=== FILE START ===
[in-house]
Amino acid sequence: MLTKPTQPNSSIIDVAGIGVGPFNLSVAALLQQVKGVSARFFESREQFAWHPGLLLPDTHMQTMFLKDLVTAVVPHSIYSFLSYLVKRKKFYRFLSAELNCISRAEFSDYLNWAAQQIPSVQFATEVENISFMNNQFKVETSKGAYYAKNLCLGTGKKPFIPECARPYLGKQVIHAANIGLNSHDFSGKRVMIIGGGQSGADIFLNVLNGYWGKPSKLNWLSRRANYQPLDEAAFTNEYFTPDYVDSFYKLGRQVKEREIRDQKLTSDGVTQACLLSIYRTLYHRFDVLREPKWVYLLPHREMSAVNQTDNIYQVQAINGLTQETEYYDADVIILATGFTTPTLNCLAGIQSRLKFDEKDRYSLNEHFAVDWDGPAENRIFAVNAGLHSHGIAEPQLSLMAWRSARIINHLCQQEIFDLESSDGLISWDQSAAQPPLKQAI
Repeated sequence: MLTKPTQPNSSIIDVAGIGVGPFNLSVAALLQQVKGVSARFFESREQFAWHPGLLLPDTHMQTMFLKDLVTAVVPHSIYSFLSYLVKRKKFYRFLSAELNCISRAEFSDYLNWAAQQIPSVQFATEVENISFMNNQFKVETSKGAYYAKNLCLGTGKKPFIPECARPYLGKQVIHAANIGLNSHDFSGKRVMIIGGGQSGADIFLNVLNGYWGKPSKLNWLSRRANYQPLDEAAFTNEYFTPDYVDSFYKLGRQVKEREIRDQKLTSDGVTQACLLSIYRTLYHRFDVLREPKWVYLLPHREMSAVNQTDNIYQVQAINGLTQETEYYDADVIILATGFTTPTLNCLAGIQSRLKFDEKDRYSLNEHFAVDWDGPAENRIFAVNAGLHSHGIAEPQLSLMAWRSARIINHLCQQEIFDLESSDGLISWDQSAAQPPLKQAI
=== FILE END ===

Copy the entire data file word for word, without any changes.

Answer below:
[in-house]
Amino acid sequence: MLTKPTQPNSSIIDVAGIGVGPFNLSVAALLQQVKGVSARFFESREQFAWHPGLLLPDTHMQTMFLKDLVTAVVPHSIYSFLSYLVKRKKFYRFLSAELNCISRAEFSDYLNWAAQQIPSVQFATEVENISFMNNQFKVETSKGAYYAKNLCLGTGKKPFIPECARPYLGKQVIHAANIGLNSHDFSGKRVMIIGGGQSGADIFLNVLNGYWGKPSKLNWLSRRANYQPLDEAAFTNEYFTPDYVDSFYKLGRQVKEREIRDQKLTSDGVTQACLLSIYRTLYHRFDVLREPKWVYLLPHREMSAVNQTDNIYQVQAINGLTQETEYYDADVIILATGFTTPTLNCLAGIQSRLKFDEKDRYSLNEHFAVDWDGPAENRIFAVNAGLHSHGIAEPQLSLMAWRSARIINHLCQQEIFDLESSDGLISWDQSAAQPPLKQAI
Repeated sequence: MLTKPTQPNSSIIDVAGIGVGPFNLSVAALLQQVKGVSARFFESREQFAWHPGLLLPDTHMQTMFLKDLVTAVVPHSIYSFLSYLVKRKKFYRFLSAELNCISRAEFSDYLNWAAQQIPSVQFATEVENISFMNNQFKVETSKGAYYAKNLCLGTGKKPFIPECARPYLGKQVIHAANIGLNSHDFSGKRVMIIGGGQSGADIFLNVLNGYWGKPSKLNWLSRRANYQPLDEAAFTNEYFTPDYVDSFYKLGRQVKEREIRDQKLTSDGVTQACLLSIYRTLYHRFDVLREPKWVYLLPHREMSAVNQTDNIYQVQAINGLTQETEYYDADVIILATGFTTPTLNCLAGIQSRLKFDEKDRYSLNEHFAVDWDGPAENRIFAVNAGLHSHGIAEPQLSLMAWRSARIINHLCQQEIFDLESSDGLISWDQSAAQPPLKQAI